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Mellema v. O'Rourke

United States District Court, District of Columbia

October 29, 2014

Michelle Mellema, Plaintiff,
v.
Marie O'Rourke, Defendant.

MEMORANDUM OPINION

AMY BERMAN, District Judge.

This matter is before the Court on its initial review of plaintiffs pro se complaint and application to proceed in forma pauperis. The Court will grant plaintiff's application and dismiss the complaint for lack of subject matter jurisdiction. See Fed.R.Civ.P. 12(h)(3) (requiring the court to dismiss an action "at any time" it determines that subject matter jurisdiction is wanting).

Plaintiff is a resident of Sacramento, California. She sues the Crime Victims' Rights Ombudsman, which is an office within the Department of Justice's Executive Office for United States Attorneys created to ensure proper implementation of the Crime Victims' Rights Act (CVRA), codified at 18 U.S.C. § 3771. Plaintiff alleges that the Ombudsman "had made a decision to deny me victims [sic] rights in error without judicial review, " and she seeks $1 million in damages. Compl. at 2.

Under the doctrine of sovereign immunity, the United States is subject to suit only upon consent, which must be clear and unequivocal. United States v. Mitchell, 445 U.S. 535, 538 (1980) (citation omitted); see Lane v. Pena, 518 U.S. 187, 192 (1996) (the United States may be sued only upon consent "unequivocally expressed in statutory text[.]"). The CVRA provides:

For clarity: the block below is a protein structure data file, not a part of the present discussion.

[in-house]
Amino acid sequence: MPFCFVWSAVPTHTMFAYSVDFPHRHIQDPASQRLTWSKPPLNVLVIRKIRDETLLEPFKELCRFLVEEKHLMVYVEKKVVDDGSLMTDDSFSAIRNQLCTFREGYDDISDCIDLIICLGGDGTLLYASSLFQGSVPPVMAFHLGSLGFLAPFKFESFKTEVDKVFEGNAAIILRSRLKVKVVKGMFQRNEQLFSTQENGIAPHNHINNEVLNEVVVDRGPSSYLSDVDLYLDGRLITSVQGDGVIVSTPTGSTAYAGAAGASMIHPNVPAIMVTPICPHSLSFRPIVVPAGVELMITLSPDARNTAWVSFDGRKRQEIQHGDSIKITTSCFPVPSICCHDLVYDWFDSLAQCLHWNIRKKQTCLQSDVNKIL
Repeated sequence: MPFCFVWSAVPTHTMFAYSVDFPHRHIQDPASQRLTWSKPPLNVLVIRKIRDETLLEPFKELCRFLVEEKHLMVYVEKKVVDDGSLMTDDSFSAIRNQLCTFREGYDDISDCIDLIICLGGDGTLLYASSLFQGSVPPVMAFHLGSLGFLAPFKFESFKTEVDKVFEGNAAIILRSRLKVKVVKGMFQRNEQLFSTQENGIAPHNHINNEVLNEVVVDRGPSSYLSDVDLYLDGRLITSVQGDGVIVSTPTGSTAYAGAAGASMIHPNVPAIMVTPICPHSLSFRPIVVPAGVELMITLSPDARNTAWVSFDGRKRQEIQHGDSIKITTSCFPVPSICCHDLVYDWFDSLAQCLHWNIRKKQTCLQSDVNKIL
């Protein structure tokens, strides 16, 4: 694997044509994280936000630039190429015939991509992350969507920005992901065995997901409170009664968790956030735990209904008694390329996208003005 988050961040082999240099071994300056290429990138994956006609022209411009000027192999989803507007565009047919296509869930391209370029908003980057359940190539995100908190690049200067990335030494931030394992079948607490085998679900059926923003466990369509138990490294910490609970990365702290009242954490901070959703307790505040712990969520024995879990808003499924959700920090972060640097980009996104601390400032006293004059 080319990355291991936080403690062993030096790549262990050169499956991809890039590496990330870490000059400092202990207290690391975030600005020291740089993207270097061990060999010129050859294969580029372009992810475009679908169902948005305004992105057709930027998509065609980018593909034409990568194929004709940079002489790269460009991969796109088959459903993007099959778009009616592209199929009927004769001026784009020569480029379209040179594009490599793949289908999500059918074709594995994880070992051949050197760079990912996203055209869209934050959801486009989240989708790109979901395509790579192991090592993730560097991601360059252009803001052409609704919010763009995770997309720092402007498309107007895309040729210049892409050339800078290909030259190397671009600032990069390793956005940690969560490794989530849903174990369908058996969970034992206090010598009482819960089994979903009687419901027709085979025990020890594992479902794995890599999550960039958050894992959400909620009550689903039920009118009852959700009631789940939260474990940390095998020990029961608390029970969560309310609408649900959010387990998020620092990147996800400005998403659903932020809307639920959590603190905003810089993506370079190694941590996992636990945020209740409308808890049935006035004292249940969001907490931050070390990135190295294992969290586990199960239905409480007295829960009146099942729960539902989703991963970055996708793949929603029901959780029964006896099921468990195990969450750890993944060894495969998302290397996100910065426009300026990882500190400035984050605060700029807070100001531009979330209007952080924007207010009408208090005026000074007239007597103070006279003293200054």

Nothing in this chapter shall be construed to authorize a cause of action for damages or to create, to enlarge, or to imply any duty or obligation to any victim or other person for the breach of which the United States or any of its officers or employees could be held liable in damages. Nothing in this chapter shall be construed to impair the prosecutorial discretion of the Attorney General or any officer under his direction.

18 U.S.C. § 3771(d)(6). Hence, plaintiff's claim for damages is barred by sovereign immunity.

Plaintiff also "demand[s] that the court reopen and conclude all the cases I have filed in 5 Federal District courts to ascertain if I am a victim of denial of due process by federal district court judges." Compl. at 2. But this court lacks subject matter jurisdiction to review the decisions of other district courts. See 28 U.S.C. §§ 1331, 1332 (general jurisdictional provisions); Fleming v. United States, 847 F.Supp. 170, 172 (D.D.C. 1994), cert. denied 513 U.S. 1150 (1995), citing District of Columbia Court of Appeals v. Feldman, 460 U.S. 462, 482 (1983); Rooker v. Fidelity Trust Co., 263 U.S. 413, 415, 416 (1923). Furthermore, plaintiff's alleged status as a victim of court decisions does not establish her standing to sue under the CVRA applicable to victims of crime. See 18 U.S.C. § 3771(b)(2)(D) ("For purposes of this paragraph, the term crime victim' means the person against whom the State offense is committed or... that person's family member or other lawful representative."). And "the defect of standing is a defect in subject matter jurisdiction" as well. Haase v. Sessions, 835 F.2d 902, 906 (D.C. Cir. 1987). Hence, this case will be dismissed. A separate Order accompanies this Memorandum Opinion.


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